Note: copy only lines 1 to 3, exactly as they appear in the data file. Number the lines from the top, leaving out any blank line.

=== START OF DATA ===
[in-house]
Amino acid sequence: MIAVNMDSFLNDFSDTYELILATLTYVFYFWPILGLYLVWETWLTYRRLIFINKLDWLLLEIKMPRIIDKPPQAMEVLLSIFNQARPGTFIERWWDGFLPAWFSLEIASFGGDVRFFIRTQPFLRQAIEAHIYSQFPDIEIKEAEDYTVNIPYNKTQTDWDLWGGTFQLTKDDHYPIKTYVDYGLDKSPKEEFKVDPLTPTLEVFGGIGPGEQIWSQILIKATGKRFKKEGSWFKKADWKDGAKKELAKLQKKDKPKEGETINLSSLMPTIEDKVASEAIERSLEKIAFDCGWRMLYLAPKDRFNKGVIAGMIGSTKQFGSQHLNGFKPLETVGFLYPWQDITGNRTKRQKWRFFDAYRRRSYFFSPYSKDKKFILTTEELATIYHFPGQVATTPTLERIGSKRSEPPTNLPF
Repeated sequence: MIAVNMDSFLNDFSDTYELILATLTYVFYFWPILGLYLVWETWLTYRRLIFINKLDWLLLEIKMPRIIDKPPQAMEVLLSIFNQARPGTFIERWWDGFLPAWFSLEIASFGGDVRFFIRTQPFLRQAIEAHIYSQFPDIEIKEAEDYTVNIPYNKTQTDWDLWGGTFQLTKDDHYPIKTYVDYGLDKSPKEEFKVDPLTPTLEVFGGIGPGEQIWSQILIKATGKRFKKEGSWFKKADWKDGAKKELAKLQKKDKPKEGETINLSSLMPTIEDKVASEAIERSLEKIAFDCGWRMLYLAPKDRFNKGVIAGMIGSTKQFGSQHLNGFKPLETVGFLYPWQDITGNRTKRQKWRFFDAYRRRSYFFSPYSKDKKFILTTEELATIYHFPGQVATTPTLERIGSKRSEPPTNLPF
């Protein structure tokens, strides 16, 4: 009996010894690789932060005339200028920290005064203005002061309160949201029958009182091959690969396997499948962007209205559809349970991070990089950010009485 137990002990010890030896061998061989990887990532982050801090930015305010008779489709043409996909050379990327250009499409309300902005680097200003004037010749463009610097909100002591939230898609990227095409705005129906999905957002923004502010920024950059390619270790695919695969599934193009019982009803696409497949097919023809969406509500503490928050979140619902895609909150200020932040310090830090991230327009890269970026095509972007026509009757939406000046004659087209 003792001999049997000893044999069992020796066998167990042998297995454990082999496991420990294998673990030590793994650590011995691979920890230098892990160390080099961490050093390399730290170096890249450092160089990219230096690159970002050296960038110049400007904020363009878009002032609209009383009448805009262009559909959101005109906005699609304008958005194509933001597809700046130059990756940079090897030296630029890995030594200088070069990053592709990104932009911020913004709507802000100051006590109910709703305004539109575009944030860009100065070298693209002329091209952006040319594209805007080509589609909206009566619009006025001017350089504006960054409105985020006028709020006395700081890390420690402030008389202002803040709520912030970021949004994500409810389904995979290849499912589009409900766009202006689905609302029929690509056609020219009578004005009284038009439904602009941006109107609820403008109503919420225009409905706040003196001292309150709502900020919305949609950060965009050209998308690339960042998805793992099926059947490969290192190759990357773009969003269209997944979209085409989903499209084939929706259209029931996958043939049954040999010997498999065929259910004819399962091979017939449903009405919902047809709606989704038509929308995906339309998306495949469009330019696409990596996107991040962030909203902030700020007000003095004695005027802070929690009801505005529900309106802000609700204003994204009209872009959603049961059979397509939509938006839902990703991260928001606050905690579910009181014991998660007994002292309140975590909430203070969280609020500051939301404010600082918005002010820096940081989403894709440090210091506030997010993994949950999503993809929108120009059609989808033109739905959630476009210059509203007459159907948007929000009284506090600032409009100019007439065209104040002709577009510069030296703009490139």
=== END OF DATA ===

[in-house]
Amino acid sequence: MIAVNMDSFLNDFSDTYELILATLTYVFYFWPILGLYLVWETWLTYRRLIFINKLDWLLLEIKMPRIIDKPPQAMEVLLSIFNQARPGTFIERWWDGFLPAWFSLEIASFGGDVRFFIRTQPFLRQAIEAHIYSQFPDIEIKEAEDYTVNIPYNKTQTDWDLWGGTFQLTKDDHYPIKTYVDYGLDKSPKEEFKVDPLTPTLEVFGGIGPGEQIWSQILIKATGKRFKKEGSWFKKADWKDGAKKELAKLQKKDKPKEGETINLSSLMPTIEDKVASEAIERSLEKIAFDCGWRMLYLAPKDRFNKGVIAGMIGSTKQFGSQHLNGFKPLETVGFLYPWQDITGNRTKRQKWRFFDAYRRRSYFFSPYSKDKKFILTTEELATIYHFPGQVATTPTLERIGSKRSEPPTNLPF
Repeated sequence: MIAVNMDSFLNDFSDTYELILATLTYVFYFWPILGLYLVWETWLTYRRLIFINKLDWLLLEIKMPRIIDKPPQAMEVLLSIFNQARPGTFIERWWDGFLPAWFSLEIASFGGDVRFFIRTQPFLRQAIEAHIYSQFPDIEIKEAEDYTVNIPYNKTQTDWDLWGGTFQLTKDDHYPIKTYVDYGLDKSPKEEFKVDPLTPTLEVFGGIGPGEQIWSQILIKATGKRFKKEGSWFKKADWKDGAKKELAKLQKKDKPKEGETINLSSLMPTIEDKVASEAIERSLEKIAFDCGWRMLYLAPKDRFNKGVIAGMIGSTKQFGSQHLNGFKPLETVGFLYPWQDITGNRTKRQKWRFFDAYRRRSYFFSPYSKDKKFILTTEELATIYHFPGQVATTPTLERIGSKRSEPPTNLPF